Home / Articles / Keeping your nonprofit’s remote workers connected

Keeping your nonprofit’s remote workers connected

February 17, 2022

Share:

Many employees have embraced the opportunity to work from home during the pandemic — but not all of them. Some remote workers have experienced feelings of disconnection and isolation. So if your not-for-profit plans to make remote working a longer-term proposition, you should look for ways to make everyone feel connected to the job and their colleagues.

Make regular contact

Perhaps the most important step is to maintain regular contact through both formal meetings and informal check-ins. Managers should tailor these check-ins to the staffers’ particular needs. Some employees are more comfortable working independently, while others require more coaching and encouragement.

Of course, not all office interaction is business-related. “Watercooler talk” can help cultivate cohesion and teamwork. To provide such opportunities, plan virtual coffee breaks, birthday celebrations or trivia contests. Another idea is to schedule group wellness activities, such as yoga or guided meditation.

Also remember that recognition and rewards can help build a loyal and enthusiastic staff. Some of these programs may have fallen by the wayside when your organization moved to remote work. If so, return to acknowledging and rewarding employee efforts publicly.

Accommodate schedules

Managers and employees need to respect one another’s schedules. For example, meeting times should consider whether attendees are in different time zones. Remember, too, that employees working from home often must juggle family responsibilities such as child or elder care. Don’t expect people to drop everything to make themselves available for impromptu meetings.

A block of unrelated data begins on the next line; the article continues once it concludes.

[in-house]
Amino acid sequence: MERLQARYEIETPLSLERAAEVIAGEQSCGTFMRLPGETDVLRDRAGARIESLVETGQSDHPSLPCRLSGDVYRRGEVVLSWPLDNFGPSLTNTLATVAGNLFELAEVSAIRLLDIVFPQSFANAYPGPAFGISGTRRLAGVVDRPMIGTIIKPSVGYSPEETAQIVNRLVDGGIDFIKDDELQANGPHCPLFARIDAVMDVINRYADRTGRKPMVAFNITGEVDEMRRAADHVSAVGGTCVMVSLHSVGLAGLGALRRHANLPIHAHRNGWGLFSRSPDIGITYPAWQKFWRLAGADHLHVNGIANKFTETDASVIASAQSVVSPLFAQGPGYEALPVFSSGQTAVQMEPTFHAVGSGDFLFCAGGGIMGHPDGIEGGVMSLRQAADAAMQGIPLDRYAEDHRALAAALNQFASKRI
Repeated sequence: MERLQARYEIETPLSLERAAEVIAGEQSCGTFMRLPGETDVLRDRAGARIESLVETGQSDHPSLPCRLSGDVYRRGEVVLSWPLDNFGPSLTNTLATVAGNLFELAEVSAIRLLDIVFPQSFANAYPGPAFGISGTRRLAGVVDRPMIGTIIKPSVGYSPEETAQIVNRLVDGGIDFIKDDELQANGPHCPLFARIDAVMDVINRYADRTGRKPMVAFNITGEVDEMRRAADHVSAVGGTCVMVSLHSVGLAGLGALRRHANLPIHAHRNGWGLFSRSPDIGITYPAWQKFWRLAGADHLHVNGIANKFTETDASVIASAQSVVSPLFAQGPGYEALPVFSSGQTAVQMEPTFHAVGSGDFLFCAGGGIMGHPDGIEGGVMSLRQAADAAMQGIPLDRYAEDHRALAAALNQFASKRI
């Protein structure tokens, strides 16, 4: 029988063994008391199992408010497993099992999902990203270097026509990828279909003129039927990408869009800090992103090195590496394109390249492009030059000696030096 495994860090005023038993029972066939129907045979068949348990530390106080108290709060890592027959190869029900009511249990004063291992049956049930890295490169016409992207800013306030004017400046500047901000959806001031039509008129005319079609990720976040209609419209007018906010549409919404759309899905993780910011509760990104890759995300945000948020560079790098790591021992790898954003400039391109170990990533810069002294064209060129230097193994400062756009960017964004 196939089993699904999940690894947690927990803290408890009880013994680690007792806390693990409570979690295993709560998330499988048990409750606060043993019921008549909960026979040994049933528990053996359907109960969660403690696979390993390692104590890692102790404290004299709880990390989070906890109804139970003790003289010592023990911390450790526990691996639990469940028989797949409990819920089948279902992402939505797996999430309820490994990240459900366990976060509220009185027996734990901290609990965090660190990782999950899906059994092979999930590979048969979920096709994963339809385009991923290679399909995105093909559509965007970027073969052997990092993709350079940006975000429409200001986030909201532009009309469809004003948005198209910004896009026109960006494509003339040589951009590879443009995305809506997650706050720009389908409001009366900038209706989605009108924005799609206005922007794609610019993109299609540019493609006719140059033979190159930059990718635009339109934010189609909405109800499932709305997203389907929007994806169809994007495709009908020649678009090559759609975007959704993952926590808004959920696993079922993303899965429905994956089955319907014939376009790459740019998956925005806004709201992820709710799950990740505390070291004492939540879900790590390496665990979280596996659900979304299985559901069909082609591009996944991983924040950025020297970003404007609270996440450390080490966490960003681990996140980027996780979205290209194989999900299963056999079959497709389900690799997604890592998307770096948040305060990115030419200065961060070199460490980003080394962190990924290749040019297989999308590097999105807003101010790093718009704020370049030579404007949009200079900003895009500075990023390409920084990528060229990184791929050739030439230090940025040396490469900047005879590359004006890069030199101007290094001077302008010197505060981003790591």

To avoid burnout, discourage employees from becoming 24/7 workers. Cloud computing and mobile devices make that all too easy. Tell employees that they aren’t expected to work outside regular hours or respond to off-hours emails.

Be a leader

As always, you and your managers must remember that the staff takes cues from those in leadership positions. Their behavior and attitudes reinforce and propel your organizational culture. So set an inspiring example: Demonstrate compassion and empathy in your interactions, communicate clearly, and show flexibility and an openness to ongoing change.

To ensure you know how remote workers are feeling and whether they believe their needs are being met while working remotely, conduct occasional surveys. Also communicate often that your (virtual) door is always open should a staffer want to discuss any issues or recommend ideas. Contact us for any additional questions.

All content provided in this article is for informational purposes only. Matters discussed in this article are subject to change. For up-to-date information on this subject please contact a Clark Schaefer Hackett professional. Clark Schaefer Hackett will not be held responsible for any claim, loss, damage or inconvenience caused as a result of any information within these pages or any information accessed through this site.

Guidance

Related Articles

Article

2 Min Read

How Unrelated Business Income Tax (UBIT) Works for Not-for-Profits

Article

2 Min Read

Federal Audit Clearinghouse Provider Changing from Census to GSA

Article

2 Min Read

For nonprofits, quid pro quo isn’t a simple exchange

Article

2 Min Read

Unique Entity Identifier (UEI) Has Replaced the DUNS Number

Article

2 Min Read

Nonprofits: Tips for getting the grant

Article

2 Min Read

Support your nonprofit’s financial plans with board designations

Get in Touch.

What service are you looking for? We'll match you with an experienced advisor, who will help you find an effective and sustainable solution.
  • Hidden
  • This field is for validation purposes and should be left unchanged.